We arrived early when the wind was still shy. Our arms too full for handshakes, we nodded instead. I didn’t try to remember either of your names.
Raising our leaders, we tied them to fence posts – side by side, but not touching. We didn’t help one another when our ties came undone.
As the first people trickled through, we fixed ourselves metres apart, pylons of the compulsory corridor. Tagged in slogans and armed with leaflets we pressed our colours into open hands. Collectively we were received and collectively ignored, until one of you was picked above the rest, made worse by a drive-by P-plater yelling ‘fuck Julia Gillard’ to the growing queue. You couldn’t help but reveal your grin.
By mid-morning the flow was thick and the wind was bold and our placards rattled on their fence posts. You threw insults at each other then together at me, as one, you bonded, while we packed and stacked our numbers into passing palms. Paper cuts did little to slow us down.
Then our lunches arrived, yours, mine, his, sandwiches and handshakes of different sorts. Yours were bread and butter and not much in between, but you could talk up anything. Mine promised more and tasted better, not that you’d admit it. Sharing cover from the wind, we huddled together but ate alone.
You couldn’t have been satisfied, returning headstrong to the wind. But you put your hunger down and something must be said for the dedication. Side by side, but not touching, we fixed ourselves anew.
We were stretching our limbs and bending our spines when one of you mentioned beer – you must have known it was on all of our minds. Self-consciously, measuring our efforts against the concessions of the next, we edged a bit closer. With pre-decided preferences we rated our best and damned our worst, while the wind prickled our cheeks, and empty hands passed us by. You were both wary of my passion for homebrew, though I could tell you hadn’t even tried it. Then a lofty gust swept through our corridor. Stole my voice. Caught the two of you unaware, tore the leaflets from your hands and whipped up a two-toned tornado. All that blueandred. And I held mine tight in white-knuckled fists. And I watched as you ran after your losses.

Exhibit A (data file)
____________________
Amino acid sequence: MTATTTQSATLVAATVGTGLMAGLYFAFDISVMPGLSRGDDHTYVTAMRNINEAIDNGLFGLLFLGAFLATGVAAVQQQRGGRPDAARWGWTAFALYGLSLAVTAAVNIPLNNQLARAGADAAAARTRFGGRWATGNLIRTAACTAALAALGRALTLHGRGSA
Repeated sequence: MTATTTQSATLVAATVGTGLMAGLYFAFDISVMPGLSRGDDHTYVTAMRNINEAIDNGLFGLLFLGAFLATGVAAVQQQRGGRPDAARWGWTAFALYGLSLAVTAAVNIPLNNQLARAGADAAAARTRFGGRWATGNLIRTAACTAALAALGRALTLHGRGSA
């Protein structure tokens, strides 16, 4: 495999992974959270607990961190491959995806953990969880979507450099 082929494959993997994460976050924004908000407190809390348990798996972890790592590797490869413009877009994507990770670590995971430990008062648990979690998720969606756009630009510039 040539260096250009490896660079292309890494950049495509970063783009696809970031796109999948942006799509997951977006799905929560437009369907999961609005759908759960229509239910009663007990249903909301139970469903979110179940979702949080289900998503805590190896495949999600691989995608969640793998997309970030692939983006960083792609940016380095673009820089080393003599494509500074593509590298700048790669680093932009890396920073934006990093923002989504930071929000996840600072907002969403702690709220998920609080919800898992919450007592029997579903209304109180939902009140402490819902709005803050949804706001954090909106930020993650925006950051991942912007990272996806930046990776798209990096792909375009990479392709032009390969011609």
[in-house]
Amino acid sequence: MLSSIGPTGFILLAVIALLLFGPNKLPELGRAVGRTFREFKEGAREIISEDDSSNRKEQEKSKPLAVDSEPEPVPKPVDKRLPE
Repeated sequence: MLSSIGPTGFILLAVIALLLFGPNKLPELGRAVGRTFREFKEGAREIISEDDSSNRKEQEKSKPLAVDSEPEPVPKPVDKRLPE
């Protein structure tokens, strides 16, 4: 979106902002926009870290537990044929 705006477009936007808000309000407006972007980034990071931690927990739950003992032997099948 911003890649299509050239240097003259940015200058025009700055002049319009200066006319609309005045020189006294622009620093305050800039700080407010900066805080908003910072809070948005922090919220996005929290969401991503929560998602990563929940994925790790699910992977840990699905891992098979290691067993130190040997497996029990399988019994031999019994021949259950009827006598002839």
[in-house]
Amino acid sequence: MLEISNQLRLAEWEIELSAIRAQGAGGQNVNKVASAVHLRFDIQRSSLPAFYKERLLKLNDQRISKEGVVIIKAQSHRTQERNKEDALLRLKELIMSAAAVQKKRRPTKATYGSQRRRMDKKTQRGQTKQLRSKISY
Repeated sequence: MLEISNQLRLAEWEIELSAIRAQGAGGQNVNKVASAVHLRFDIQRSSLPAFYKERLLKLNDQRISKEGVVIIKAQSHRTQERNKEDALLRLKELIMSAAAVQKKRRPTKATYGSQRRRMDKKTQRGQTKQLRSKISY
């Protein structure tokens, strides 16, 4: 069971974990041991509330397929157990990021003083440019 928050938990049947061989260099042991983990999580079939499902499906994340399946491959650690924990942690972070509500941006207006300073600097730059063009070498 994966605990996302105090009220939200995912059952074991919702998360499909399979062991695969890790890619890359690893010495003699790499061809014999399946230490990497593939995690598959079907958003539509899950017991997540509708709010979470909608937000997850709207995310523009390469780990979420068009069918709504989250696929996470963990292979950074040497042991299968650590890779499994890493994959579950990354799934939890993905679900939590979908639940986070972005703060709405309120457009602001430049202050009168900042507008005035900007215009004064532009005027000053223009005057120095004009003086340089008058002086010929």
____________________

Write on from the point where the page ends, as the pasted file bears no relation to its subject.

By afternoon the flow had slackened and our energy was dwindling. I bought us each a coffee. One of you offered me a mint. The other gave me a secret – a whispered confession that you voted my way.
Later, when the wind pulled your leader from her post, I helped you tie the corners back down. Quietly, you thanked me.
It was dark when we packed up what we couldn’t palm off, and our efforts lay crumpled in bins. Wind-burnt and paper-cut and arms too full for handshakes, we smiled instead. Then the two of you left, holding all that you could carry, while your leaders remained – fixed to the fence and fighting the wind.